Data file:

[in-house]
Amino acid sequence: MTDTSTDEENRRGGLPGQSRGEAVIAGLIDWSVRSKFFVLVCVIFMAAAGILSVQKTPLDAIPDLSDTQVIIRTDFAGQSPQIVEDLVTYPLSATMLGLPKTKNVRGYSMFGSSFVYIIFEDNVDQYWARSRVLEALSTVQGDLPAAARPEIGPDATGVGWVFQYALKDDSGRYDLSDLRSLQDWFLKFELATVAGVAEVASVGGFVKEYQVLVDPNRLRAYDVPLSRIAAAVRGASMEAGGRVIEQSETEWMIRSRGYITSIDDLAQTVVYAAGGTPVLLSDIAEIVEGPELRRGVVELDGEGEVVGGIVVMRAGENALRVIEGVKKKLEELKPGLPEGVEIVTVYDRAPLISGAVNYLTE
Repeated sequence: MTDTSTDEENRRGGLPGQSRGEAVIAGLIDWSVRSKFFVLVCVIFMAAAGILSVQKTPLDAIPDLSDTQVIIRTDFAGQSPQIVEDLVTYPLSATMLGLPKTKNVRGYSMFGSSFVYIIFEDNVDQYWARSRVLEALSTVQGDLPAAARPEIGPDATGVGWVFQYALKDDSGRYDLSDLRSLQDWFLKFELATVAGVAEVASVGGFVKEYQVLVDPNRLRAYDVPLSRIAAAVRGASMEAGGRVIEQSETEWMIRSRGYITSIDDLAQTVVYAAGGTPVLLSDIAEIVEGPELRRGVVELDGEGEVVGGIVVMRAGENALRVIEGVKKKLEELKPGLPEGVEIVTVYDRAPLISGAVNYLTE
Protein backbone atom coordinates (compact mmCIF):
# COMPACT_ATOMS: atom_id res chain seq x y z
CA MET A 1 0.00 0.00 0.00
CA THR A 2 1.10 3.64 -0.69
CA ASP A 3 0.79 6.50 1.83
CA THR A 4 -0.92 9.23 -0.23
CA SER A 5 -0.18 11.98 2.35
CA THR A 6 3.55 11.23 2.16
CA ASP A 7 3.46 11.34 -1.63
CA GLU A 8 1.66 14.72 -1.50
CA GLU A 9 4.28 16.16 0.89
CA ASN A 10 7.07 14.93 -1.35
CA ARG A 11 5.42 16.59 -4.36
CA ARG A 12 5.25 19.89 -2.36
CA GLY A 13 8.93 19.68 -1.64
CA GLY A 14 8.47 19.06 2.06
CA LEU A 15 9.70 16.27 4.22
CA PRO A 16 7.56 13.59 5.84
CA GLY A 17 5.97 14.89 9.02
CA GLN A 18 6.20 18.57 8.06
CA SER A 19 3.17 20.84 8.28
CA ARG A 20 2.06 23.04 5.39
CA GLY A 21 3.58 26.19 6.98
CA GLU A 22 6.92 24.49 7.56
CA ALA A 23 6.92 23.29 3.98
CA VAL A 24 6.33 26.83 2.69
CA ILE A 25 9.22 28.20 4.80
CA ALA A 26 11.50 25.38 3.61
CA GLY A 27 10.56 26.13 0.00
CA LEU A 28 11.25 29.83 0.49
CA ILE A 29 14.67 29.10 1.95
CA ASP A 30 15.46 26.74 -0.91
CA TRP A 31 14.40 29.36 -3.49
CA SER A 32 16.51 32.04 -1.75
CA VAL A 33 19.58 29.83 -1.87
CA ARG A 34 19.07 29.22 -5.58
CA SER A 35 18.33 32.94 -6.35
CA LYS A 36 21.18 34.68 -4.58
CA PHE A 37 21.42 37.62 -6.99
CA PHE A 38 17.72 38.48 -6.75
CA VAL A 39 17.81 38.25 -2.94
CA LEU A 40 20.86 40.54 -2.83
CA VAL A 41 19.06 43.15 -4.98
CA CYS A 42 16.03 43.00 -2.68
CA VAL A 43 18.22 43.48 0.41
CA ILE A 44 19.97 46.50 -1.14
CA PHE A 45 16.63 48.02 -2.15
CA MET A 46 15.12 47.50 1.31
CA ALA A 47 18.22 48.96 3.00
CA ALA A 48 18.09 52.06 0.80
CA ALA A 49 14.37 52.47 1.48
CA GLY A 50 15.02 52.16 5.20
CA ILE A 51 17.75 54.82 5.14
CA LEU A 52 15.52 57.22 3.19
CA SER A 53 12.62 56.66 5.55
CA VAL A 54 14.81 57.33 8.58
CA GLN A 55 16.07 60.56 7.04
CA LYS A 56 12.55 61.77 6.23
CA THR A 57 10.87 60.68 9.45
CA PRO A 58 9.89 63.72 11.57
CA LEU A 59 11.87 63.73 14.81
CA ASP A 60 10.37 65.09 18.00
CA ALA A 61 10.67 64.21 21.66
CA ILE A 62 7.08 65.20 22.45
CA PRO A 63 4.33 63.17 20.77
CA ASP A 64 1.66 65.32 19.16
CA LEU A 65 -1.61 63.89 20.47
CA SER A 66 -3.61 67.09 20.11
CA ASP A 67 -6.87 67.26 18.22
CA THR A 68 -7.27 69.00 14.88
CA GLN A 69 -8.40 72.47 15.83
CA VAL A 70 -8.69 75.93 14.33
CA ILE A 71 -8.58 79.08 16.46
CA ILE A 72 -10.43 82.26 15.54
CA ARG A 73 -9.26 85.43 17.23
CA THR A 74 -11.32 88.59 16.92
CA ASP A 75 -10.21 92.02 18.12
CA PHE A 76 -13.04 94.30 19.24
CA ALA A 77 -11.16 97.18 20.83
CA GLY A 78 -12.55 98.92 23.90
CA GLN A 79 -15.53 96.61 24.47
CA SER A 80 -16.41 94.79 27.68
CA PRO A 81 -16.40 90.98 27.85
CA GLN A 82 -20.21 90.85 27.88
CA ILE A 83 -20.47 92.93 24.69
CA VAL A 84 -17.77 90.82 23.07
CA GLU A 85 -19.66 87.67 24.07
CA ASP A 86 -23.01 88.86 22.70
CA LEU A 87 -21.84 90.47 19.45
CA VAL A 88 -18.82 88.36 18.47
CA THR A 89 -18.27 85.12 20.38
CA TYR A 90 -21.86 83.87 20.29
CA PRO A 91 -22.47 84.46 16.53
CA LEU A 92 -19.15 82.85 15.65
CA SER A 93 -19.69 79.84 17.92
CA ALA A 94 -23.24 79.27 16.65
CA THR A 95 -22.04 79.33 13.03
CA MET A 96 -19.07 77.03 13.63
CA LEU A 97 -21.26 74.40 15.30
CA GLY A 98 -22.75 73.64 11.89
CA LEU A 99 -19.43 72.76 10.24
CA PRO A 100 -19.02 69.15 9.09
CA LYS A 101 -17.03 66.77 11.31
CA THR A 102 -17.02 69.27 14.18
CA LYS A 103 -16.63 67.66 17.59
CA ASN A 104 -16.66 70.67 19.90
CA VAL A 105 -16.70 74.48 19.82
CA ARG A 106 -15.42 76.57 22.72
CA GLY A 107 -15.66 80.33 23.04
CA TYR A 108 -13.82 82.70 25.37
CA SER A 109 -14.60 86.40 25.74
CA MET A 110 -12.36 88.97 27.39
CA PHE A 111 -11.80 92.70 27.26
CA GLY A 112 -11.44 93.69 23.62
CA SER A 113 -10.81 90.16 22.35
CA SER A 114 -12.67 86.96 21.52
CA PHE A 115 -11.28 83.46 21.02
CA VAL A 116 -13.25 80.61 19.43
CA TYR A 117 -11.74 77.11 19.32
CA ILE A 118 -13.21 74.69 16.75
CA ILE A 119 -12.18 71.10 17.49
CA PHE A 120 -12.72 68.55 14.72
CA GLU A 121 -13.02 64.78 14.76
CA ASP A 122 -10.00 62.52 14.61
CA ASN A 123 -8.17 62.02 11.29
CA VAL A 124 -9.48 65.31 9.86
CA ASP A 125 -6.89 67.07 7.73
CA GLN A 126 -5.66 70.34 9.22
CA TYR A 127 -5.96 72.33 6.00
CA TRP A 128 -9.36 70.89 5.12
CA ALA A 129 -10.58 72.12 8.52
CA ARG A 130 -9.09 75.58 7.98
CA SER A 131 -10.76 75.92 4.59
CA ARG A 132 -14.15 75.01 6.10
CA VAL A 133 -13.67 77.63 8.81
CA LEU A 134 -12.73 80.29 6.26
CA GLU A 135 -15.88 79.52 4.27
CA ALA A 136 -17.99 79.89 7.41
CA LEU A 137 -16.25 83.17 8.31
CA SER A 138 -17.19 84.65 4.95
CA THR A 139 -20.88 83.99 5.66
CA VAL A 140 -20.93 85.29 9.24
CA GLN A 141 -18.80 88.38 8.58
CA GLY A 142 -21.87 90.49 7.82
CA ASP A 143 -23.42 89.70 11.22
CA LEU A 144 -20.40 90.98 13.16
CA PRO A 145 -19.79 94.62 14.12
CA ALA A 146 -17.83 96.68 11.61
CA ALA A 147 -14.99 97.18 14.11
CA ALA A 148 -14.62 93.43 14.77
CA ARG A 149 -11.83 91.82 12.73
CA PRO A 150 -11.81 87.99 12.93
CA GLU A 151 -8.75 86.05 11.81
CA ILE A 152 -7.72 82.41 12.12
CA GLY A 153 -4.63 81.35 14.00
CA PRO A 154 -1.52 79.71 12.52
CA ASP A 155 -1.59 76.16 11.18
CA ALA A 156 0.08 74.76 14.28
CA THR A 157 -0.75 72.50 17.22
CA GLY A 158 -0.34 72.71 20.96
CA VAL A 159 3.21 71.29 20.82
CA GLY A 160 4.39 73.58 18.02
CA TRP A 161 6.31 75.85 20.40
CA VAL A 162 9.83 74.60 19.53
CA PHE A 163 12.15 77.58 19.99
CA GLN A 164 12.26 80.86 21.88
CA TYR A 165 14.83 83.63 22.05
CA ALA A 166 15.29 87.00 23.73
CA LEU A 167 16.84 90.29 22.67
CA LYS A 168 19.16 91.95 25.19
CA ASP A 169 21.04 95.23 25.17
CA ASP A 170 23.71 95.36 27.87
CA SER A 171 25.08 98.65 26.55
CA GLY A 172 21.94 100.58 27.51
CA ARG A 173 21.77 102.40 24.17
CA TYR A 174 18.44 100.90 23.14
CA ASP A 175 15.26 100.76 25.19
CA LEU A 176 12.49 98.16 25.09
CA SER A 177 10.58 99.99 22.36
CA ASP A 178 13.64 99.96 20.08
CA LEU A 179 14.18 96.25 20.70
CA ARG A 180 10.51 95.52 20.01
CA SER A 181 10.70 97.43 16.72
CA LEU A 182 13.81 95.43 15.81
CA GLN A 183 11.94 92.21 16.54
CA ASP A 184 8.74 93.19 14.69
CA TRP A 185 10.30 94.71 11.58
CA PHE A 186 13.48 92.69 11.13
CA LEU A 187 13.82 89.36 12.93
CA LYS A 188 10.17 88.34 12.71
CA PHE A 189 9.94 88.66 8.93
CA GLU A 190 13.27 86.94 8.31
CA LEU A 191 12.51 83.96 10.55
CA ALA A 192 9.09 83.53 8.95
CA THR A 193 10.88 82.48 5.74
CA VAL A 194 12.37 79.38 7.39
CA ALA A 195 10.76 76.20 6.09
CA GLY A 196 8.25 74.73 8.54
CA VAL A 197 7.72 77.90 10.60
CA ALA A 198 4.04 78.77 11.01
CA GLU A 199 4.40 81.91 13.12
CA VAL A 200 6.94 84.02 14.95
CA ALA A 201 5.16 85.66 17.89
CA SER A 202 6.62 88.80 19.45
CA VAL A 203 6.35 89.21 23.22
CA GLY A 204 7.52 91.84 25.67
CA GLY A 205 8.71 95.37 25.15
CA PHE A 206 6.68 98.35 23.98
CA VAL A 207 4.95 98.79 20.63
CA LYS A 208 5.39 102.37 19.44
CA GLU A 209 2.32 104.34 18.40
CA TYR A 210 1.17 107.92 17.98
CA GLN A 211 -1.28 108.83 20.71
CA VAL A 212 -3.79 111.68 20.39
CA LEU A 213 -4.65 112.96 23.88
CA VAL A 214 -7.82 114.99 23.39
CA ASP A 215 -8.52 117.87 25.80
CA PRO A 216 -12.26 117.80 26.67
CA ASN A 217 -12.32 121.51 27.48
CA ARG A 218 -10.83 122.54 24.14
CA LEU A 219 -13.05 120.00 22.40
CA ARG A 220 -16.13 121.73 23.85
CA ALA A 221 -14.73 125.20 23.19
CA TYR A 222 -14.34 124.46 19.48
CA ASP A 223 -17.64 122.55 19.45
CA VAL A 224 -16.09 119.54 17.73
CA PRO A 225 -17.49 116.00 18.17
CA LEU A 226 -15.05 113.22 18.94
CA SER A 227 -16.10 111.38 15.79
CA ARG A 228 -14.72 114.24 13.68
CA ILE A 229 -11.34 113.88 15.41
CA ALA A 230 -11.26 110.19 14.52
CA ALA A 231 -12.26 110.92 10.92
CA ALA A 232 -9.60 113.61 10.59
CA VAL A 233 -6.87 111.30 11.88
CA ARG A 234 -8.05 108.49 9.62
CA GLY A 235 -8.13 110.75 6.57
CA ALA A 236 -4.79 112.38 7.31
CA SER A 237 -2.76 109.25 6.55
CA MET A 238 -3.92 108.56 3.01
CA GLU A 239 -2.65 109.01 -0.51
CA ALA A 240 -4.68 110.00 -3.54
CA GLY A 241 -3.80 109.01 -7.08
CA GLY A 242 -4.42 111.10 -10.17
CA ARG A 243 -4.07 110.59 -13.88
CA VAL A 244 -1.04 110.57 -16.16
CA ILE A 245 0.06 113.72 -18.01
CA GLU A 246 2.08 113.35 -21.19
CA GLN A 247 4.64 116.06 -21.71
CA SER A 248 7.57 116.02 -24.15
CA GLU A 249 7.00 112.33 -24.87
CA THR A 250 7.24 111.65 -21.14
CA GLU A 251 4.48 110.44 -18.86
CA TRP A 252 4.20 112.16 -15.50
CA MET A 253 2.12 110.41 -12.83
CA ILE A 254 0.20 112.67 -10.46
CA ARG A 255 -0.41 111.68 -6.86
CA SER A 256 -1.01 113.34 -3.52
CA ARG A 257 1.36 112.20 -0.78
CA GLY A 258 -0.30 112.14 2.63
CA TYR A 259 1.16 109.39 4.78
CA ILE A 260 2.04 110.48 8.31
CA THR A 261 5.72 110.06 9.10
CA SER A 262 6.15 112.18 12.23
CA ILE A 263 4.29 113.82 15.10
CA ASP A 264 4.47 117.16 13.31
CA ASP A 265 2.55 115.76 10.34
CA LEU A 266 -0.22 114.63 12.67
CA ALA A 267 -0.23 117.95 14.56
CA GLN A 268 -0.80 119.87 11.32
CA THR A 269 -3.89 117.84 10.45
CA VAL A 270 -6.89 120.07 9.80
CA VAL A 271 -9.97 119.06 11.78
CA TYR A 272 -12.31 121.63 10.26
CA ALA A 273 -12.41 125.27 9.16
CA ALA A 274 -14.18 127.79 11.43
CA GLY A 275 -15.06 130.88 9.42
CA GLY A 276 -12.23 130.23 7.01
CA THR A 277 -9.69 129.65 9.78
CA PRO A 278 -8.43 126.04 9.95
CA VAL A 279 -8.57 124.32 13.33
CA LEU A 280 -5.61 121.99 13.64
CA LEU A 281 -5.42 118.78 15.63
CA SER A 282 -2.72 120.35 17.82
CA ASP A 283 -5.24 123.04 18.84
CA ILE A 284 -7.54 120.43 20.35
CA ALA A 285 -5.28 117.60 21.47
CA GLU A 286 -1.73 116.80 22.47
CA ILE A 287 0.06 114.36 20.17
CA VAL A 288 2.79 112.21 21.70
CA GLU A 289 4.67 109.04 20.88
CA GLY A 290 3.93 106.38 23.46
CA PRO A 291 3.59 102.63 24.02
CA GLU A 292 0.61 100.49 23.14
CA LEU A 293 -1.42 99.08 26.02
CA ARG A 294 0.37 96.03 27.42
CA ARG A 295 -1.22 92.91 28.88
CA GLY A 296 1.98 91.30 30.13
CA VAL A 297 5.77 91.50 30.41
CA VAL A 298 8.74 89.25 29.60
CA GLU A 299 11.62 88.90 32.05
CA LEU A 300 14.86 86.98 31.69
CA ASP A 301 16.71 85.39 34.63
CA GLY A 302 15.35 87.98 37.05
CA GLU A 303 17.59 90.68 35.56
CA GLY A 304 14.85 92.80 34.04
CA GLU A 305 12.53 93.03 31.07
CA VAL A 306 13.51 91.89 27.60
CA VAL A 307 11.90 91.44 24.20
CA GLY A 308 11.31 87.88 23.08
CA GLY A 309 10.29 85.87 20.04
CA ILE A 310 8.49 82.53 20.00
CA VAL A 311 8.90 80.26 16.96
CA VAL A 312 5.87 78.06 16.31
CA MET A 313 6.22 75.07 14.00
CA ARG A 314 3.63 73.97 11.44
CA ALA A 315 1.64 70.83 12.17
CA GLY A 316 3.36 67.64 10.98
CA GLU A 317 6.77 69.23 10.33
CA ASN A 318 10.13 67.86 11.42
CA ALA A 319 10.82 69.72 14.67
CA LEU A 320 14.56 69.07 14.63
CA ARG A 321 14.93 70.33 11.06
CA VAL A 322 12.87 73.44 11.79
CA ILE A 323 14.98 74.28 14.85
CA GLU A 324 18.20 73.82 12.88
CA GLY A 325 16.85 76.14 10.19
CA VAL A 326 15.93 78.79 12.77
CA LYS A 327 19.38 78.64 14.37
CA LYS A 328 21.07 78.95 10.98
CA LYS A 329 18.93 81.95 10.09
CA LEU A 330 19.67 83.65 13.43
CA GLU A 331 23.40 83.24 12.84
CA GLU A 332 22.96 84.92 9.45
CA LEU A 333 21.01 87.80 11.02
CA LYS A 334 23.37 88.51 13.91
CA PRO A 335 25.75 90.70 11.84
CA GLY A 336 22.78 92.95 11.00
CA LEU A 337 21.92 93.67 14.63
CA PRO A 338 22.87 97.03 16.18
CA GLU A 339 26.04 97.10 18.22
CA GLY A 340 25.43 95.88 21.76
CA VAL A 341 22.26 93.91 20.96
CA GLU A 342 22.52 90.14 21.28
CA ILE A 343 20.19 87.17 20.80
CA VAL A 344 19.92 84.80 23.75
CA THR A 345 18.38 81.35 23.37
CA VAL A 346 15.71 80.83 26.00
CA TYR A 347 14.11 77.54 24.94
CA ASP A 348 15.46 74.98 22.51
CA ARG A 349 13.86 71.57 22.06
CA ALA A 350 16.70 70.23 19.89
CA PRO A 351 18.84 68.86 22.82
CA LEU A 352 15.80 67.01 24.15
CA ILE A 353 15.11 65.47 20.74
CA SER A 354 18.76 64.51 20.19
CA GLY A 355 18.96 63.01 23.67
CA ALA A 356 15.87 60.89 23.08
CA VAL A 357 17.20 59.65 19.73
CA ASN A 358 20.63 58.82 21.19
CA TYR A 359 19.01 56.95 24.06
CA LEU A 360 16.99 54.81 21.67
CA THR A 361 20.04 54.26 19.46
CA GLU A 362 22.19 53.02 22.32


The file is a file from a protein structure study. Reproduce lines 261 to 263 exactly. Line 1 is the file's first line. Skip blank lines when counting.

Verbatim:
CA SER A 256 -1.01 113.34 -3.52
CA ARG A 257 1.36 112.20 -0.78
CA GLY A 258 -0.30 112.14 2.63